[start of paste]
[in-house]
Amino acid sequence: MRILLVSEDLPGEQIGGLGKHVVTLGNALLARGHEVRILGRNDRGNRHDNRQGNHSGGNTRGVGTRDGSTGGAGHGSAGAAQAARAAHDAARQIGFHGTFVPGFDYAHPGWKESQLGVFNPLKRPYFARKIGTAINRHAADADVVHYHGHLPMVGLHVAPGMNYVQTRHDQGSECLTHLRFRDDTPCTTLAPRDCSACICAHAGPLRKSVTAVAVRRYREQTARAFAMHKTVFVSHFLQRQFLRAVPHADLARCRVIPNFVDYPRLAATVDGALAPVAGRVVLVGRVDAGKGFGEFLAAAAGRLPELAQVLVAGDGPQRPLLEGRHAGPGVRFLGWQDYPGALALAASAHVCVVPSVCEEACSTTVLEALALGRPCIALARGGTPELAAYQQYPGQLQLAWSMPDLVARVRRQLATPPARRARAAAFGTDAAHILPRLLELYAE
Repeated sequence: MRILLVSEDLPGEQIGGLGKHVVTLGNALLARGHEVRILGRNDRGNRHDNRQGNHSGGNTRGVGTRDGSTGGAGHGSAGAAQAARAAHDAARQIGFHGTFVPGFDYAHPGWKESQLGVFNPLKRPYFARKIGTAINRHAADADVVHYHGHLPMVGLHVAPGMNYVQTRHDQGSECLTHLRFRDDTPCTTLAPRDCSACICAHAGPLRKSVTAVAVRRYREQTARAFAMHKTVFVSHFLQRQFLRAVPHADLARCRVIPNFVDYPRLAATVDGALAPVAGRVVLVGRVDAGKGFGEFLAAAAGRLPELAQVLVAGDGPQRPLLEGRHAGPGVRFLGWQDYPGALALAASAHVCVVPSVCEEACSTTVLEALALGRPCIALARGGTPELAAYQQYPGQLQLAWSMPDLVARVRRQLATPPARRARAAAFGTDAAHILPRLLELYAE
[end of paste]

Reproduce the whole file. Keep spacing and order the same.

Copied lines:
[in-house]
Amino acid sequence: MRILLVSEDLPGEQIGGLGKHVVTLGNALLARGHEVRILGRNDRGNRHDNRQGNHSGGNTRGVGTRDGSTGGAGHGSAGAAQAARAAHDAARQIGFHGTFVPGFDYAHPGWKESQLGVFNPLKRPYFARKIGTAINRHAADADVVHYHGHLPMVGLHVAPGMNYVQTRHDQGSECLTHLRFRDDTPCTTLAPRDCSACICAHAGPLRKSVTAVAVRRYREQTARAFAMHKTVFVSHFLQRQFLRAVPHADLARCRVIPNFVDYPRLAATVDGALAPVAGRVVLVGRVDAGKGFGEFLAAAAGRLPELAQVLVAGDGPQRPLLEGRHAGPGVRFLGWQDYPGALALAASAHVCVVPSVCEEACSTTVLEALALGRPCIALARGGTPELAAYQQYPGQLQLAWSMPDLVARVRRQLATPPARRARAAAFGTDAAHILPRLLELYAE
Repeated sequence: MRILLVSEDLPGEQIGGLGKHVVTLGNALLARGHEVRILGRNDRGNRHDNRQGNHSGGNTRGVGTRDGSTGGAGHGSAGAAQAARAAHDAARQIGFHGTFVPGFDYAHPGWKESQLGVFNPLKRPYFARKIGTAINRHAADADVVHYHGHLPMVGLHVAPGMNYVQTRHDQGSECLTHLRFRDDTPCTTLAPRDCSACICAHAGPLRKSVTAVAVRRYREQTARAFAMHKTVFVSHFLQRQFLRAVPHADLARCRVIPNFVDYPRLAATVDGALAPVAGRVVLVGRVDAGKGFGEFLAAAAGRLPELAQVLVAGDGPQRPLLEGRHAGPGVRFLGWQDYPGALALAASAHVCVVPSVCEEACSTTVLEALALGRPCIALARGGTPELAAYQQYPGQLQLAWSMPDLVARVRRQLATPPARRARAAAFGTDAAHILPRLLELYAE